Market News & Analysis
Initial Claims Atrocious, Stimulus Vote Still to Come
Joe Perry March 26, 2020 10:00 PM
Initial Jobless Claims were released earlier today, and the number was not pretty. Yesterday, we discussed how this number was expected to be larger than any we had ever seen before. According to Bloomberg, the average estimate by economists was 1,500,000 initial jobless claims filed for the week ending March 21st. The actual number was 3,283,000 vs the previous week’s number of 282,000. This week’s data shows how badly the economy has been hit by the shutdown from the coronavirus, as the actual number was more than double the expectations! As this is the timeliest data we have (weekly), this will now be the benchmark going forward. Initial claims greater than this number will be negative for the economy and lower numbers will show that the worst may be behind us. The S&P 500 and US Dollar initially went bid as this data, which suggested how important it is for congress to pass the stimulus plan to help unemployed workers.
In addition to the initial Jobless Claims data this morning, US Fed Chairman went on the “Today” show earlier (a rare live television interview) noting that the US may already be in a recession. He also said that the Fed will not run out of ammunition and that he expects economic activity to resume in the second half of the year. This was an attempt for the Fed Governor to speak directly to people who may have lost their jobs or may not have day to day updates with the economic information.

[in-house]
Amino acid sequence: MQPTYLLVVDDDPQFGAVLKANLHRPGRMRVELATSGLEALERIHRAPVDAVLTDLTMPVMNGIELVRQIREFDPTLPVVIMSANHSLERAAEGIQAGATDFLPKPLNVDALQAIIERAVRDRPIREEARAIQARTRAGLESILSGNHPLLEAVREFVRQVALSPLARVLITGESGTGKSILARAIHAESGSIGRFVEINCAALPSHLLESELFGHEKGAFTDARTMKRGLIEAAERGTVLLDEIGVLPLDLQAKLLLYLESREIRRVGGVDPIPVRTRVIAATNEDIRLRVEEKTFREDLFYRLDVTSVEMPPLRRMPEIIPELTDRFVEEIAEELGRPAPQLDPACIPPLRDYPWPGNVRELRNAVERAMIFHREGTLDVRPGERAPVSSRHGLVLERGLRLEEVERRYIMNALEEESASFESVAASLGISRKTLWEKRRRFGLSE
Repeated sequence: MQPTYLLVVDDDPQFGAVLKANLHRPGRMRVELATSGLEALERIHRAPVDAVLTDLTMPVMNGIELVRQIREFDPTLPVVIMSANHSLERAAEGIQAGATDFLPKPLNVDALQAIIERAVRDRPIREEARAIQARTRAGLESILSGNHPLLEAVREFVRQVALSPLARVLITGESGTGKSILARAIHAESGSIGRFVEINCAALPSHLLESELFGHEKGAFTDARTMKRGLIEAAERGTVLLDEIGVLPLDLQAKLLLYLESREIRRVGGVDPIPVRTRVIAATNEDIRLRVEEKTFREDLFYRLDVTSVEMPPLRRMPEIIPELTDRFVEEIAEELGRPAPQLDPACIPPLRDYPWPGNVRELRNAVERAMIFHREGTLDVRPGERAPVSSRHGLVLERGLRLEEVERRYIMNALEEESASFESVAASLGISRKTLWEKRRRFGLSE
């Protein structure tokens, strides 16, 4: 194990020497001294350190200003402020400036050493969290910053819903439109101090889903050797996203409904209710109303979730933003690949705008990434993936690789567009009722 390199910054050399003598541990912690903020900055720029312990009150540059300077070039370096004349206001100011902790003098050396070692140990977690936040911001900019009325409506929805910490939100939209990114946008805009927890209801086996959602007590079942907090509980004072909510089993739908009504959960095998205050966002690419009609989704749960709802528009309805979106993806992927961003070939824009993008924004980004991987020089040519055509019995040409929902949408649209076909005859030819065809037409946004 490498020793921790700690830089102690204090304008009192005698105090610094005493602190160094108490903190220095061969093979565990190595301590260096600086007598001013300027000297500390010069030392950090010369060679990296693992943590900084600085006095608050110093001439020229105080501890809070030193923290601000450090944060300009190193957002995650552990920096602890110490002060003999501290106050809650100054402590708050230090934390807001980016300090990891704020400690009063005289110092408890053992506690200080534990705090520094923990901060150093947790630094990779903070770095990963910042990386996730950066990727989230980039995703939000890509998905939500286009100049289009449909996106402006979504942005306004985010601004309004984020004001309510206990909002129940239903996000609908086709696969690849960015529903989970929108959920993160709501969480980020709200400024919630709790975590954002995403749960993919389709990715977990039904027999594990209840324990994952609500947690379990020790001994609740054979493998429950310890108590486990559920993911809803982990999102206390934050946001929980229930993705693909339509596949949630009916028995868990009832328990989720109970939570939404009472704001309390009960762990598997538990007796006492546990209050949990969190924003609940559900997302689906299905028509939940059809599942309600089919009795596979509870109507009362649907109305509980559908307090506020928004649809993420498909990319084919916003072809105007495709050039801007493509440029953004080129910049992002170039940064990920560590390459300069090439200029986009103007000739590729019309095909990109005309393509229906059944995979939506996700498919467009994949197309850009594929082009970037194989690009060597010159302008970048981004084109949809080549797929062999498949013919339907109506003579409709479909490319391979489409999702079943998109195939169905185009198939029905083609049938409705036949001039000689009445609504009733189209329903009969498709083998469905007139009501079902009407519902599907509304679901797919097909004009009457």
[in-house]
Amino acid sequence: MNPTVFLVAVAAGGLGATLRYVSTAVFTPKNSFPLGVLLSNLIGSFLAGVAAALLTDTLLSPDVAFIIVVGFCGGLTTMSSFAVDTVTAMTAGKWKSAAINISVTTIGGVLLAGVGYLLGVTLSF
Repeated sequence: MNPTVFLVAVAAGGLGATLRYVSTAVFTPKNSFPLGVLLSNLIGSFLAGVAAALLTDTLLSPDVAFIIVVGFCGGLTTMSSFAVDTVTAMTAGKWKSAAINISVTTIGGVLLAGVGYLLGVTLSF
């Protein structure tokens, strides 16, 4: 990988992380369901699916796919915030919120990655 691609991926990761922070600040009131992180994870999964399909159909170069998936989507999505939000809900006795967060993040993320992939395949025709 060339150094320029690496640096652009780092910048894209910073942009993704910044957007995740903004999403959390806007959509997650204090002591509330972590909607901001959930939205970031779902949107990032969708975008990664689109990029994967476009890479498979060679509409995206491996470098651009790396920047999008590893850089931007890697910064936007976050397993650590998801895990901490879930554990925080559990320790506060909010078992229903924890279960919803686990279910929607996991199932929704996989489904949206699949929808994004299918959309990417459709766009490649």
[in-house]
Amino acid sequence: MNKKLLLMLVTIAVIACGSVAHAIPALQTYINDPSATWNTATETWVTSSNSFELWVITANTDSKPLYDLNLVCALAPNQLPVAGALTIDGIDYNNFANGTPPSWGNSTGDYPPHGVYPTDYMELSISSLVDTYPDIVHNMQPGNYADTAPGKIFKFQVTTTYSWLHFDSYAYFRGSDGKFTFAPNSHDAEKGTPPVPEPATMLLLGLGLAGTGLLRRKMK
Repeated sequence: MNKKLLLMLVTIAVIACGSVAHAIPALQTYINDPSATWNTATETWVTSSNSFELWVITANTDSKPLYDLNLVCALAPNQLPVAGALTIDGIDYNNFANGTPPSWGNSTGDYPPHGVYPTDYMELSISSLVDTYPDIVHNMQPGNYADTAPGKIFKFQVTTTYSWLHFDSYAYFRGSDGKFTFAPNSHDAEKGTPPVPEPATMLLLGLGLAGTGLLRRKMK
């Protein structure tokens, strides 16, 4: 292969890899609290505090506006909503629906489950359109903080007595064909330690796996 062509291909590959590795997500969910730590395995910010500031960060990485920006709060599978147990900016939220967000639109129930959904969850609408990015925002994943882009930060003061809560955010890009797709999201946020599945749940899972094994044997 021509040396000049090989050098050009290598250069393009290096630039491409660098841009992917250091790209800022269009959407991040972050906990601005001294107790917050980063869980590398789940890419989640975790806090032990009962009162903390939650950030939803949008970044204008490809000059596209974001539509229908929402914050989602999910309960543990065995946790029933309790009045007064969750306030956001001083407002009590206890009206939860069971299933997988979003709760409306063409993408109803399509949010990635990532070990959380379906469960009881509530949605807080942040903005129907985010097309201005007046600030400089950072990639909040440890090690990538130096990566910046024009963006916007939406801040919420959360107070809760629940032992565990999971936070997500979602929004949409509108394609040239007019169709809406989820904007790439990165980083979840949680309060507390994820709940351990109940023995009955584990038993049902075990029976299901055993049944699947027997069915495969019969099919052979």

The DXY had been moving lower since yesterday afternoon. While the US Dollar Index continued to move lower as Powell mentioned “recession”, it briefly bounced after the initial jobless claims before resuming lower. We wrote yesterday about the technical layout of DXY, which looked as it could be ready to resume its move higher. The pair has since broke lower out of the pennant and US Dollar pairs, such as EUR/USD and GBP/USD have move higher (inverse relationship). Technically, unless today’s price move proves to be a false breakdown (which its too early to tell), then price should resume lower. There is support near the day’s lows at 99.87. A daily close below there could indicate a continued move lower.
Source: Tradingview, City Index
Fundamentally, the case can be made for the DXY to move higher or lower. The case for a move higher is that because there is such a huge demand for US Dollars, the price should move higher as more and more funds are needed to keep businesses afloat. On the other hand, one can make a case that, as recently as today, the Fed said that they will provide unlimited funding, therefore flooding the markets with US Dollars. This huge supply should push the value of the DXY lower.
With Powell and the Initial Claims pointing towards “bad” news for the economy, the next item on the agenda will be the vote on the stimulus package. The longer this gets delayed, the worse off those will be who lots their jobs.
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